No result of legal cannabis could be as bad as what we have now. The violence in Mexico is reason enough to legalize the stuff immediately. A large part of the illicit drug trade is aimed toward supplying Americans with the marijuana they demand. About 50,000 people have been murdered down south in the last few years, mitigated not at all by Washington's drug war agenda that it pushes on Latin American countries against their will.

Marijuana prohibition has also, outrageously, resulted in the suffering of patients who use it for legitimate medical purposes. It has been used as medicine for five thousand years by ancient cultures ranging from China and India to Assyria and Greece. Homer, Herodotus, and Theocritus all wrote about its beneficial medical effects. It is an analgesic, an anti-inflammatory, and an anti-nausea treatment. Many patients don't even smoke it -- which is the most harmful aspect of the drug's administration -- instead opting for vaporization or edibles. For many treatments, it has no superior substitutes.

Right now, 3/4 of Americans -- including 2/3 of Republicans -- want the federal raids against state-legalized medical marijuana dispensaries to end. These raids started under Clinton. George W. Bush said in the 2000 presidential campaign that, in the name of states rights, he would stop the raids. Instead, he ramped them up. Obama promised to stop them, and then he escalated them further. Since October 2009, the Obama administration has executed over 170 SWAT raids of dispensaries.

If ever there was an issue where a president was out of touch with the American people, especially with those in his own party, the war on marijuana is it. When Obama's administration opened a website for the public to petition the government on various issues, the most popular demand was for pot legalization. Obama blew it off like it wasn't a serious proposal.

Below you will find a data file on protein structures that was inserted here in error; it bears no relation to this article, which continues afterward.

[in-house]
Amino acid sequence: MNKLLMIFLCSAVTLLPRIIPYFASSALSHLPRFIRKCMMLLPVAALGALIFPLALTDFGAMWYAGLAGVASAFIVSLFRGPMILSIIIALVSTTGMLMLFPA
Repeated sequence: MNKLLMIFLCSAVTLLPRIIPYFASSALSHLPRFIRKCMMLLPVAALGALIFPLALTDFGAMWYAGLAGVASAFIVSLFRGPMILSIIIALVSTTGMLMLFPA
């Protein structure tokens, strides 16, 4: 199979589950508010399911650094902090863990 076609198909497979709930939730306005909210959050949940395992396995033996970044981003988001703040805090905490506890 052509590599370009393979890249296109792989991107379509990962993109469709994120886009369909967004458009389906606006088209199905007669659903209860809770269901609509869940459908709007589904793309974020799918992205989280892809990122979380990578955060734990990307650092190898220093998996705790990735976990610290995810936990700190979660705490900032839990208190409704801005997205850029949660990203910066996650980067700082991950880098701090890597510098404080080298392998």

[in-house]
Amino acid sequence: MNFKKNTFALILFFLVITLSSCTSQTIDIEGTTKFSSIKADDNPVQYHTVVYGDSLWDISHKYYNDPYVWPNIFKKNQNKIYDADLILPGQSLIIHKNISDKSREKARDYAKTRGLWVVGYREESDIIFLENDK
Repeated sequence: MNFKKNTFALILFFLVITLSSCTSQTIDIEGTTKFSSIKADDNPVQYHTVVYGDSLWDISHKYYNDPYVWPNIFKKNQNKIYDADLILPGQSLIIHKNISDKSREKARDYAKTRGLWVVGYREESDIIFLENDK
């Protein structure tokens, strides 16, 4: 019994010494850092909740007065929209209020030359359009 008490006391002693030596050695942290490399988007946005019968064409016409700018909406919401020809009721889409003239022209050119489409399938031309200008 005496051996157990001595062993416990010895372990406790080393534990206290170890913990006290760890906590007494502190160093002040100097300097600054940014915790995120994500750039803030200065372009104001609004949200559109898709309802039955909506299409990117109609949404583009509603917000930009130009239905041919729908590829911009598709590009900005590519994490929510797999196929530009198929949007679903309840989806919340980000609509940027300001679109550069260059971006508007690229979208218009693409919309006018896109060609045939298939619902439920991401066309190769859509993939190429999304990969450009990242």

Obama is not the first liberal president to betray Americans on marijuana. Ever since Franklin Roosevelt signed the Marijuana Tax Act of 1937, the Democrats have often been as vociferous drug warriors as conservative Republicans. Paternalistic progressivism has kept the drug war going. When all the liberals on the Supreme Court upheld the federal medical marijuana crackdowns in 2005, they did so on the grounds that the federal power, even when it was exercised unwisely and cruelly, could not be constitutionally limited in the area of drug use.

The last three presidents have done marijuana. They have all punished others for using it -- even for medicinal purposes. The war on pot is hypocritical and immoral. It needs to end. Now that the majority of Americans have voiced the sensible position on this issue, we can hold out some hope. Unfortunately, the prison and police lobbies want to keep this calamitous crusade going. The war on pot is a lynchpin for the rest of the drug war. The DEA and Drug Czar require marijuana to be included in their data on illicit substances, which they use to make the drug problem appear as big as possible.

This is a question of Washington, D.C., pit against individual liberty, public health, community standards, and foreign countries. If the American people want to end the misery of the war on pot, it will take more than a casual opposition to the laws. We must rally against the entire prohibitionist mindset and the cult of absolute power.

Anthony Gregory is a research assistant at The Independent Institute.